Monday, 9 May 2016


I feel foolish to admit but in all my years of reading I have never fully devoted myself to reading all the written books of one particular author. My routine usually consisted of finishing a given book and then jumping onto Goodreads to find out what was the latest buzz on what everyone else was reading. That is, until I picked up my first book from Khaled Hosseini.
I stumbled upon his first and most famous book "The Kite Runner" at my job. We were having a massive book exchange and his novel just happened to be on the top of the overflowing bin with countless others. My boss encouraged me to take whatever I liked and having heard that title somewhere before, I decided it might be worth a shot to read it. Of course, without my fellow expertise from Goodreads urging me to start the narrative, the book lay dormant on my shelf for a few weeks.
Until boredom struck. And then I was hooked.
Khaled Hosseini is not just an author, he is a storyteller (and yes, there is a difference). Hosseini writes as if he is telling you the story and it brings to light some of the significances of keeping oral storytelling alive. Reading his work is like floating on water, it's gentle and you ride the current with ease, following wherever the plot may take you. Now, that isn't to say that there aren't a few bumps along the journey. In fact, his book "A Thousand Splendid Suns" probably has its fair share of tidal better yet, tsunamis. But it is something in the way he writes, something in which he is able to connect words on a page together, that make his writing so alluring and artistic.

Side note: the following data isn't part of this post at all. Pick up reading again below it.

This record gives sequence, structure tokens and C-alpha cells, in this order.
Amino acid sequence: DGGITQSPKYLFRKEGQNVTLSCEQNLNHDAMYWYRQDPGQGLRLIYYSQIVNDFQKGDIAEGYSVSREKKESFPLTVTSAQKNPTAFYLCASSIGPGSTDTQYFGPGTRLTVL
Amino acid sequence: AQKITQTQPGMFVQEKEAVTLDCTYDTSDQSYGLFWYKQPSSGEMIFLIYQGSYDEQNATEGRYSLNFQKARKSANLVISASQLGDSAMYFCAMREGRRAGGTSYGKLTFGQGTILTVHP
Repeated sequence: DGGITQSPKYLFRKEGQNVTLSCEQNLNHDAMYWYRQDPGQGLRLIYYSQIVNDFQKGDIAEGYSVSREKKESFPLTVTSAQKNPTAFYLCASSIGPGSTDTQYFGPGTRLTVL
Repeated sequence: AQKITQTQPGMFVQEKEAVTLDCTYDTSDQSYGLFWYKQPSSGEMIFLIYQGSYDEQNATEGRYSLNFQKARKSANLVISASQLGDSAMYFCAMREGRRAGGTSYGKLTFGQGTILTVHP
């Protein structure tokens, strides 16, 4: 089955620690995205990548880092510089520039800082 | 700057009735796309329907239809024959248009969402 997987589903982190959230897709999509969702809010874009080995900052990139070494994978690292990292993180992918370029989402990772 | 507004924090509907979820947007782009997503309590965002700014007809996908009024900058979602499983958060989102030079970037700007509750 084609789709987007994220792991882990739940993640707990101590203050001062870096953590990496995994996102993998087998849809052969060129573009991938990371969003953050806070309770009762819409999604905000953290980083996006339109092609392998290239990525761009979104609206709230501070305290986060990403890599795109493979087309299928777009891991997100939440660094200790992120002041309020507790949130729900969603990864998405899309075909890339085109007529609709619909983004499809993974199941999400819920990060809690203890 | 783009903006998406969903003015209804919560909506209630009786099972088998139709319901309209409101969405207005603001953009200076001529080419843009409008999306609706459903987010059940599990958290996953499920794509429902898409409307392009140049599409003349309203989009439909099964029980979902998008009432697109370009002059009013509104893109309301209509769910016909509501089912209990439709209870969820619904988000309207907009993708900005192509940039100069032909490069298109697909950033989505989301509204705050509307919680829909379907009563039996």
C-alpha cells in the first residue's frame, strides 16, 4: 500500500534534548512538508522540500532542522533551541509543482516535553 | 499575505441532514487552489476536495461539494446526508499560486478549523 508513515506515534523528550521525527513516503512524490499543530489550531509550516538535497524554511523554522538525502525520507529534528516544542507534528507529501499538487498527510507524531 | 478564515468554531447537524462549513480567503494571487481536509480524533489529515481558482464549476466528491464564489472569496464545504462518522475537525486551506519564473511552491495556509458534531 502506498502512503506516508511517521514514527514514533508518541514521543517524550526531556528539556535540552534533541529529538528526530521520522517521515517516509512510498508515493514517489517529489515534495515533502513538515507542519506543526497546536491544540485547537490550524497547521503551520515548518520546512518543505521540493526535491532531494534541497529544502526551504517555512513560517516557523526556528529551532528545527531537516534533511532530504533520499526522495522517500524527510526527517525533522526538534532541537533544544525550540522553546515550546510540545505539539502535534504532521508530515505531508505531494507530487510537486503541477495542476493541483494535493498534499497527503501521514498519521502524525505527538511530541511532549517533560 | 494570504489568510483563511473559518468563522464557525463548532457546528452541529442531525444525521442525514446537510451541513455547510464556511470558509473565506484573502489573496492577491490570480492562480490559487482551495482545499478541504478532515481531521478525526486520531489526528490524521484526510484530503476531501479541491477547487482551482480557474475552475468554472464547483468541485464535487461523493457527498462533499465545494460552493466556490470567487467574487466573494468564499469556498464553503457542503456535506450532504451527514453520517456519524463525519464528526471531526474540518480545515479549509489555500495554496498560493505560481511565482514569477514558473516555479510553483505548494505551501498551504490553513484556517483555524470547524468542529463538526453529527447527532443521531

I will not dive into "A Thousand Splendid Suns" into full detail because I know I would not do it justice. All you need to know, is that you must read it. As a short introduction, the book primarily focuses on two characters, Mariam and Laila, who develop an unlikely mother-daughter bond after dealing with abandonment, domestic abuse, and a shift in women's rights during the war in Afghanistan. Their stories are of heartbreak and loss, but even more so, of finding a place in society and in the familial unit. If you are looking for a love story, you won't find one until the middle/end of the book. But it is a love story most needed after witnessing the horrifying events preceding it. And it was beautiful.
And so I will leave my review as that and let Hosseini do the rest. Because it is worth going through the storm to reach the calm shore at the end, or at least a gentle bob in the water. The book is worth the read.

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